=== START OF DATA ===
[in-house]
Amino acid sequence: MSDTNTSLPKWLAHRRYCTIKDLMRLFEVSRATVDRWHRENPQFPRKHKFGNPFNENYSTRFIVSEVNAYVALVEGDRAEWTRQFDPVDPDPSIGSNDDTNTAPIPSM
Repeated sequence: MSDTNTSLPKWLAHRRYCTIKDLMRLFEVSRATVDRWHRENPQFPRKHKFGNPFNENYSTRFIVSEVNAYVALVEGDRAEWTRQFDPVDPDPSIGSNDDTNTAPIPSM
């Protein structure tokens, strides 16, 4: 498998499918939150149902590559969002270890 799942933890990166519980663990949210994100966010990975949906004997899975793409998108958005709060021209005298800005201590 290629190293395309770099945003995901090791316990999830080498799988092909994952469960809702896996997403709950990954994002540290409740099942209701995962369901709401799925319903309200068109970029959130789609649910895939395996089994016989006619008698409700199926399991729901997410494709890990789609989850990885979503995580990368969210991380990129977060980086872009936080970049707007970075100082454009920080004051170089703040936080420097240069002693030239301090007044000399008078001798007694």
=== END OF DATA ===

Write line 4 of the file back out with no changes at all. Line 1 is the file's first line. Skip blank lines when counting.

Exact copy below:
């Protein structure tokens, strides 16, 4: 498998499918939150149902590559969002270890 799942933890990166519980663990949210994100966010990975949906004997899975793409998108958005709060021209005298800005201590 290629190293395309770099945003995901090791316990999830080498799988092909994952469960809702896996997403709950990954994002540290409740099942209701995962369901709401799925319903309200068109970029959130789609649910895939395996089994016989006619008698409700199926399991729901997410494709890990789609989850990885979503995580990368969210991380990129977060980086872009936080970049707007970075100082454009920080004051170089703040936080420097240069002693030239301090007044000399008078001798007694």